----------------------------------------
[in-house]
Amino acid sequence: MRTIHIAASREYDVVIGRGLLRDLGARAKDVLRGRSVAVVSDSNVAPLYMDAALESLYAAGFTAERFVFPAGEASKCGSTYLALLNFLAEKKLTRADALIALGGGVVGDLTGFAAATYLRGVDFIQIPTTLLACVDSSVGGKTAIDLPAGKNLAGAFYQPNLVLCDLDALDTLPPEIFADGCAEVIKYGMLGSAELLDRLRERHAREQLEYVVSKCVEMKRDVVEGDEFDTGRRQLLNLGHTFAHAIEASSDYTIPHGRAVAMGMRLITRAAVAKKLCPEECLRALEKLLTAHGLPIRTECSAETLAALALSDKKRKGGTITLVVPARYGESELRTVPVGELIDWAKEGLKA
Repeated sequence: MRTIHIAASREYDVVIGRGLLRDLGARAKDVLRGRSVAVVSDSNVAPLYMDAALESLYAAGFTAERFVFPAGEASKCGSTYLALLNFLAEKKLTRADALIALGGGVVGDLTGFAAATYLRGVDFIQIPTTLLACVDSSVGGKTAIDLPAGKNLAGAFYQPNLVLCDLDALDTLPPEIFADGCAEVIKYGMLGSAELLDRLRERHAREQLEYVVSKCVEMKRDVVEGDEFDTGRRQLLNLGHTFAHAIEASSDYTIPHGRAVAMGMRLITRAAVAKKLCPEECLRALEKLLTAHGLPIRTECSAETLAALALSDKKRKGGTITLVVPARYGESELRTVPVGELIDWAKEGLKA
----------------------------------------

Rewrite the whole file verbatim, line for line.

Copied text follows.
[in-house]
Amino acid sequence: MRTIHIAASREYDVVIGRGLLRDLGARAKDVLRGRSVAVVSDSNVAPLYMDAALESLYAAGFTAERFVFPAGEASKCGSTYLALLNFLAEKKLTRADALIALGGGVVGDLTGFAAATYLRGVDFIQIPTTLLACVDSSVGGKTAIDLPAGKNLAGAFYQPNLVLCDLDALDTLPPEIFADGCAEVIKYGMLGSAELLDRLRERHAREQLEYVVSKCVEMKRDVVEGDEFDTGRRQLLNLGHTFAHAIEASSDYTIPHGRAVAMGMRLITRAAVAKKLCPEECLRALEKLLTAHGLPIRTECSAETLAALALSDKKRKGGTITLVVPARYGESELRTVPVGELIDWAKEGLKA
Repeated sequence: MRTIHIAASREYDVVIGRGLLRDLGARAKDVLRGRSVAVVSDSNVAPLYMDAALESLYAAGFTAERFVFPAGEASKCGSTYLALLNFLAEKKLTRADALIALGGGVVGDLTGFAAATYLRGVDFIQIPTTLLACVDSSVGGKTAIDLPAGKNLAGAFYQPNLVLCDLDALDTLPPEIFADGCAEVIKYGMLGSAELLDRLRERHAREQLEYVVSKCVEMKRDVVEGDEFDTGRRQLLNLGHTFAHAIEASSDYTIPHGRAVAMGMRLITRAAVAKKLCPEECLRALEKLLTAHGLPIRTECSAETLAALALSDKKRKGGTITLVVPARYGESELRTVPVGELIDWAKEGLKA